Thursday, May 5, 2011

Kosovo - A Chair? Thank you United States!

The Presidency of Behgjet Pacolli, 28 March invalidated by the Constitutional Court, lasted only thirty-five days. This type of case is transforming our country into an oasis of despair and encourage our readers to think that "Albanians do not know how to hold a state." Moving on. The agreement signed between the two major parties has resulted in the election Kosovar [April 7] of a new president, former police officer Atifete Jahjaga.

It is now clear to everyone that is representative of the United States Ambassador Christopher Dell, who is behind this election. And, finally, it's not worse. Ambassador Dell is responsible not to leave Kosovo after failing miserably as supported by Washington. We know he was the eminence grise behind the election of Behgjet Pacolli.

Embarrassed by the disclosure of his texts in the press [the Kosovo media have revealed the contents of some messages that the U.S. ambassador exchanged with senior officials of the country, trying to influence the vote in Parliament] and the subsequent fiasco Pacolli, Dell has now decided to act openly.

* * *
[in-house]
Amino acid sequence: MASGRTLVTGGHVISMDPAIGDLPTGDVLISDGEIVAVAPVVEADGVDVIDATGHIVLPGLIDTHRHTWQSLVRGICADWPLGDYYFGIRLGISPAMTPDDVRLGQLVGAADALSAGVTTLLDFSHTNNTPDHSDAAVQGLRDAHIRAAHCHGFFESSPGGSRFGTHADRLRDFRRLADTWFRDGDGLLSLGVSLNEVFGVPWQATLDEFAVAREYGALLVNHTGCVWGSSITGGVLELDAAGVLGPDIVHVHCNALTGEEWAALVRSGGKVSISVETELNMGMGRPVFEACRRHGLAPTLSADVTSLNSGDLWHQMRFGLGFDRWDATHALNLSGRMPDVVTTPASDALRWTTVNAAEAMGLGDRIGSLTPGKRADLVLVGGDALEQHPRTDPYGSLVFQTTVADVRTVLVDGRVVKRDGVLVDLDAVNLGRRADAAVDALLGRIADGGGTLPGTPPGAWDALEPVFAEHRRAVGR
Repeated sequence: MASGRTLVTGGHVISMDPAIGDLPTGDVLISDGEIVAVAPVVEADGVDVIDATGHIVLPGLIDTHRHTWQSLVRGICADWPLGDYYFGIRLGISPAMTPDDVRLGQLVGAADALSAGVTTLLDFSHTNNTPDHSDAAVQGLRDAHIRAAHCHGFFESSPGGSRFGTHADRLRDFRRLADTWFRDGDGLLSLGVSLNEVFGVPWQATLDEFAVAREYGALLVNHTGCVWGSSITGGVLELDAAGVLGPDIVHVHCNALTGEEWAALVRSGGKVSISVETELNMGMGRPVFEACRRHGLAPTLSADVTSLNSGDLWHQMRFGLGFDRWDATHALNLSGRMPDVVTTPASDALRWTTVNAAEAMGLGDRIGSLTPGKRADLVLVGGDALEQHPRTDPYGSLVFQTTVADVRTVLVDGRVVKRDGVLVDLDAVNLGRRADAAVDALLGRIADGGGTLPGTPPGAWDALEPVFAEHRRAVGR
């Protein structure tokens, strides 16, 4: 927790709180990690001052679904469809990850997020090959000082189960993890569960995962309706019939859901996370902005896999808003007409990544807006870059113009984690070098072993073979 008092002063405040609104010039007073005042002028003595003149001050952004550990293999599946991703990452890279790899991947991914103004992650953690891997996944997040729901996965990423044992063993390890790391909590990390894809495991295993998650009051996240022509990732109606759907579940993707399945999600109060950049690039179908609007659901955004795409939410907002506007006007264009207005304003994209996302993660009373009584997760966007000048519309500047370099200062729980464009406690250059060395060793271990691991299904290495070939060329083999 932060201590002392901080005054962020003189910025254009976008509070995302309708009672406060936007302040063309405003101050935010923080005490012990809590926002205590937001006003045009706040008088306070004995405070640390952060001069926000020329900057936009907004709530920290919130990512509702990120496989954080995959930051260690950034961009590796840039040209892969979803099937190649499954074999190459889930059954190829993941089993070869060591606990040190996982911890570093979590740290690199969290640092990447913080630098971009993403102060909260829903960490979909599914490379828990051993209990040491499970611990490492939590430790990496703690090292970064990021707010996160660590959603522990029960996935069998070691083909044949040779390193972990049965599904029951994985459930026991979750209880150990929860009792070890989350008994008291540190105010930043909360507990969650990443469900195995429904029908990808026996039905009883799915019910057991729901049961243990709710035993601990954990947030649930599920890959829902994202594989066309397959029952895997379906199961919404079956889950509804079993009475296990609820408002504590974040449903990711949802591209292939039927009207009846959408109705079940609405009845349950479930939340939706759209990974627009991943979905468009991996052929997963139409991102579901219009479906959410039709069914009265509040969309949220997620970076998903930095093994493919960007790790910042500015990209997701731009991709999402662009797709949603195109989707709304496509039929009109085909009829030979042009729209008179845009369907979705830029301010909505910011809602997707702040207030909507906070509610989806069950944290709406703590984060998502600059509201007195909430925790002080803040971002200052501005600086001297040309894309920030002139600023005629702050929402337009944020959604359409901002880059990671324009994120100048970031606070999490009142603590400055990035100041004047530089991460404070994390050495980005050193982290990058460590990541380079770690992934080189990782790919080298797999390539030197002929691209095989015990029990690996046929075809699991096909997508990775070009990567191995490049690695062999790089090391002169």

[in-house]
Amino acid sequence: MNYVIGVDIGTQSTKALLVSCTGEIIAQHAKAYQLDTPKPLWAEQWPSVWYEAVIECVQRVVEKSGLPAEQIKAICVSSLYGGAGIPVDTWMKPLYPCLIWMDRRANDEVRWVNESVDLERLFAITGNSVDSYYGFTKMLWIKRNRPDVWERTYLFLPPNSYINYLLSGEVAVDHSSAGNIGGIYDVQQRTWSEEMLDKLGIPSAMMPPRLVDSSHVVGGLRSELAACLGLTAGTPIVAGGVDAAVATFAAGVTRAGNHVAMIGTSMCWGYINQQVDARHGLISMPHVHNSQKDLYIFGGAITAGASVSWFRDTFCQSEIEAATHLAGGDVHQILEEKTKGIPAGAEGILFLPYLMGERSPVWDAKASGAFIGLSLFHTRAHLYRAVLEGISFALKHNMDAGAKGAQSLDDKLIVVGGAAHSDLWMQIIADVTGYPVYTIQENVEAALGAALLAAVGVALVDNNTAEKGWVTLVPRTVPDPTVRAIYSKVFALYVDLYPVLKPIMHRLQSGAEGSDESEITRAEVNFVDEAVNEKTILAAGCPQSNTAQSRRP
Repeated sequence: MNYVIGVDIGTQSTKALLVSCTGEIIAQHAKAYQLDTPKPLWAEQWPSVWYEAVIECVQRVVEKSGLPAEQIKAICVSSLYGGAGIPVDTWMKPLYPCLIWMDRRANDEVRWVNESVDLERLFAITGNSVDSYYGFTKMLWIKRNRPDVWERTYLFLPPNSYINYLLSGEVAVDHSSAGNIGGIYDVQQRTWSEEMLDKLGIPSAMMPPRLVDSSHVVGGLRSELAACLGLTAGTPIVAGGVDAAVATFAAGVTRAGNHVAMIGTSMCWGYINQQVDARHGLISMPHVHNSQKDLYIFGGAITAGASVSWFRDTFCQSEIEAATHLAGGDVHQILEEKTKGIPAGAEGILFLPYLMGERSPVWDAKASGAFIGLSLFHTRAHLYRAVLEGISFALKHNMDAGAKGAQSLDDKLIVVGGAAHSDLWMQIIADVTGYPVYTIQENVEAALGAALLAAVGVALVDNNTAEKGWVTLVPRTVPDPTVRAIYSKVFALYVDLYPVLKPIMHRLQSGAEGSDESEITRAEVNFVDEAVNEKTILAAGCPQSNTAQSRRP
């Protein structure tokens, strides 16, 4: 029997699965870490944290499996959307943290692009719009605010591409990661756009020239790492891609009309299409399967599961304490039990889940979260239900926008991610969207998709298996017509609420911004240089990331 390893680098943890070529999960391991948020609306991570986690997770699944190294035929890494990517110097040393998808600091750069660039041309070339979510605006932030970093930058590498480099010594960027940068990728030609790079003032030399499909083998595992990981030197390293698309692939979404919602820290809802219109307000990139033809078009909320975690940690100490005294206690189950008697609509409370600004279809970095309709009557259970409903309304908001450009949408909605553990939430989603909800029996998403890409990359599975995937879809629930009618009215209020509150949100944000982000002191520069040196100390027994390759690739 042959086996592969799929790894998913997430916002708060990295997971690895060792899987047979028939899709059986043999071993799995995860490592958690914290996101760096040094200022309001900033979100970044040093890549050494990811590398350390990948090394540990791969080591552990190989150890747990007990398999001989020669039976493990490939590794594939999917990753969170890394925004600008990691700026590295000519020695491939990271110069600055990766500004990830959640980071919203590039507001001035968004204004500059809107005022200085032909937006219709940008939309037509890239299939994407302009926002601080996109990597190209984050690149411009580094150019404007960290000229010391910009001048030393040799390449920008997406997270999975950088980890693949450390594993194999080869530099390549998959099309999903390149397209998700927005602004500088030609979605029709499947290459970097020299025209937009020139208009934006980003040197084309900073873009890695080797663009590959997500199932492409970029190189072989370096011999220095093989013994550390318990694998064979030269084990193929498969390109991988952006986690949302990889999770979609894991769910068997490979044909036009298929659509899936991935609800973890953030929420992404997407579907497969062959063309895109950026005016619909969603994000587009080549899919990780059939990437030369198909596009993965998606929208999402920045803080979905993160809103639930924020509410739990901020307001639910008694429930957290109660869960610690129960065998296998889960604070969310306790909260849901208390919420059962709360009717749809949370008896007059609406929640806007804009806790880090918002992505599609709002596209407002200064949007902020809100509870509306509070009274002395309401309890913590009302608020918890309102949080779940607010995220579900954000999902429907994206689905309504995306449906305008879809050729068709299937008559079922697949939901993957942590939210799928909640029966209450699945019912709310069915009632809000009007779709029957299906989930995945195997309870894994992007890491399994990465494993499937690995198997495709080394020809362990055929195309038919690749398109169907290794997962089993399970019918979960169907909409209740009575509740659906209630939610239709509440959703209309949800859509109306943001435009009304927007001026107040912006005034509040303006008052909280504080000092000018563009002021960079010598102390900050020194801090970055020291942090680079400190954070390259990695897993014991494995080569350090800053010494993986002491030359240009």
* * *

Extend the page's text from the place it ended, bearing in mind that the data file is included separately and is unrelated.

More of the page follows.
It has forced our leaders to find common ground to avoid yet another institutional crisis. Ambassador Dell has laid the groundwork necessary to compromise and closed the door to speculation about the personality which returned the merit of this agreement. Given the circumstances, it would have been hard to beat.

Dell is also put on the table the envelope containing the name of the new president. He emerged from anonymity and a woman whose biography shows that she was a complete unknown to us. And it was a wise decision too, because it challenged our leaders to their inability to provide viable candidates.

Dell has chosen a representative of the police, because the uniforms are the only signs meaningful here. Recently, someone said that Kosovo was functioning as a police state: what is more logical than choosing someone wearing the blue uniform for the presidency? Besides, this is not the first time an individual is found overnight propelled to the pinnacle of power.

This kind of surprise is commonplace here. And I think those who see in a Atifete Jahjaga interim until the presidential election next year are wrong. It is perhaps a little early to tell, but just as Ambassador Dell decides otherwise, and certainly she will win the election in 2012. With us, you can!

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